Can you spot rock climbers on El Capitan? Many find it difficult because the enormous scale of the cliff turns climbers into tiny specks.Note: Be sure to stick to the edges of the meadow in order to prevent trampling that affects essential water flow through the meadows.
Rock climbing is also a spectator sport in Yosemite. Just as the U.S. Open of Surfing and Mavericks attract throngs of spectators every year for big wave riding events, multitudes of Park visitors witness big wall climbers on El Capitan and neighboring peaks each year.
El Cap rises over 3,000 feet above the floor of Yosemite Valley, attracting climbers from all around the world. Majestic El Capitan Meadow is the perfect vantage point from the Valley floor. Binoculars will come in handy, as the wall’s truly massive scale can make finding tiny climbers on the granite faces difficult with the naked eye. No binocs? Look for tiny specks of color on the wall. Come dusk, beams of headlamps decorate El Cap’s popular climbing routes where climbers are either finishing their climbs, or preparing to spend the night.
El Capitan Meadow also provides a great view of Lower and Middle Cathedral Rock, and the Cathedral Spires. Some say these rocks, just opposite of El Capitan, are even more impressive than the Captain itself!
As with all Sierra meadows, El Capitan Meadow is fragile. Keep to the well-worn trails or stay close to the river on the edge of the meadow to avoid trampling sensitive habitat.
Autumn may be the very best time to make your Yosemite Mariposa climb. Fall weather tends to be cooler, the colors brighter, and the summer crowd is back to school, making exploring and just getting around easier. There may be no more perfect time than fall for hiking, biking, and other outdoor activities like leaf-peeping. Another bonus: lodging prices fall with the temperatures meaning that this is a great season to look for deals on cabins, hotels and more.
The rock gods tend to be in Park during these salad days, so you’re more likely to see the likes of Hill, Harrington and Honnold flashing their skills on a grand stage. See four perfect fall days in Yosemite Mariposa and get inspired to start planning your rock and roll road trip!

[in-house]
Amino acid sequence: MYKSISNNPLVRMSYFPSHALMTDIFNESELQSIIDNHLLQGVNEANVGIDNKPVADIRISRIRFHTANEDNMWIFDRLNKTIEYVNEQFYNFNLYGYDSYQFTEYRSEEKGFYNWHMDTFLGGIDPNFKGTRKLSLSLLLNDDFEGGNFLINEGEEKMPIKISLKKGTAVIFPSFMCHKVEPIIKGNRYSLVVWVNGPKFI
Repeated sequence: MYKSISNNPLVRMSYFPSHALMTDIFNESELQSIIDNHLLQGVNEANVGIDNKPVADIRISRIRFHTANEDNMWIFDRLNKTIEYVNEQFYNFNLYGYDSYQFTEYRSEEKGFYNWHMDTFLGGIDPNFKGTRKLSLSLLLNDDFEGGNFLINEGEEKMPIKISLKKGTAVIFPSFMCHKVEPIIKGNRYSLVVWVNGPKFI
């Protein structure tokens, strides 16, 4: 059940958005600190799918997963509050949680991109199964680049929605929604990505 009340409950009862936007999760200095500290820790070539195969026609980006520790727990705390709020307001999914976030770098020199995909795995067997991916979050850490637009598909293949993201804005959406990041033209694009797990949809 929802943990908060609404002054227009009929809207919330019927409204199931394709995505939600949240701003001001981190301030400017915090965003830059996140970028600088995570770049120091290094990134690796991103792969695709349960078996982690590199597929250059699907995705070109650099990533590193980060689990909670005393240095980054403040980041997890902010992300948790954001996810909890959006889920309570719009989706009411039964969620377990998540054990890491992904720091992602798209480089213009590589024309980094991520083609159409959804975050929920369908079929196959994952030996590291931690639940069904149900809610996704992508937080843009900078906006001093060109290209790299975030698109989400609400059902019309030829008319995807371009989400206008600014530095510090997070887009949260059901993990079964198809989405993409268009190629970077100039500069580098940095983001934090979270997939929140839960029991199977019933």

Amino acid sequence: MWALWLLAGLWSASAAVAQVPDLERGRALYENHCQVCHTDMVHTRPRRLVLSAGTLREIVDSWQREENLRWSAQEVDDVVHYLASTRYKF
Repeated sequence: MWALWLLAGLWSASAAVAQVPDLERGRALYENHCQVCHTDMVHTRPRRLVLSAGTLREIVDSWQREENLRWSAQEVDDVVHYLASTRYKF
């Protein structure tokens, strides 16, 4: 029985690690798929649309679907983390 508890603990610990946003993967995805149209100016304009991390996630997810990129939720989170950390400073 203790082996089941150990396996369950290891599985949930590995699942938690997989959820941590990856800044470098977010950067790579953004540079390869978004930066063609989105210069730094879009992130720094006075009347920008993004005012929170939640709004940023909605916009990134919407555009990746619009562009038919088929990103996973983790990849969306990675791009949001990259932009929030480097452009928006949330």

Each year in September, join rock climbers from around the country in a park-wide clean-up effort called the Yosemite Facelift.
As you witness the “leave no trace” philosophy of world-class rock climbers, it’s a great reminder to take extra care as you enjoy Yosemite Mariposa and Yosemite National Park, a UNESCO World Heritage Site. The soaring walls of Yosemite Valley and undulating acres of granite and conifer terrain covering the park are as timeless and enduring as they are vulnerable.
Check out Nature Rules!, our guide to enjoying Yosemite Mariposa responsibly. Organized by category, Nature Rules! are equal parts common sense and off-grid wisdom. At their essence, it is about respecting who came before you, who live here now, and who will visit in the future. Learn and share Nature Rules! freely in anticipation of your next visit to Yosemite Mariposa.
To explore lodging options, things to do and places to eat, visit Yosemite.com, the #1 trip planning site for vacations to Yosemite National Park and historic Mariposa County. To stay up to date, follow @YosemiteNation on social media and subscribe to our newsletter, “The Wanderer”. Be sure to subscribe to our YouTube channel for great videos on the people and places of Yosemite Mariposa County.
No picture of the giant sequoia trees in Yosemite National Park manages to fully capture their immense size and majesty. You’ll just need to see them for yourself. Let us introduce you to some of the unique giant sequoia groves in the Yosemite Mariposa County area – the Merced, Tuolumne, and Mariposa Groves are inside Yosemite National Park, and the Nelder Grove is just outside the park boundary to the south.
Get excited about spring in Yosemite Mariposa County! With all there is to see and do, start planning your trip with these ideas for 5 days of spring fun.
From the building of essential roads through the rugged Sierra Nevada to bustling Gold Rush-era Chinatowns and a chef whose cuisine was so memorable that they named a mountain after him, their enduring yet virtually unrecognized contributions are as old as the region itself.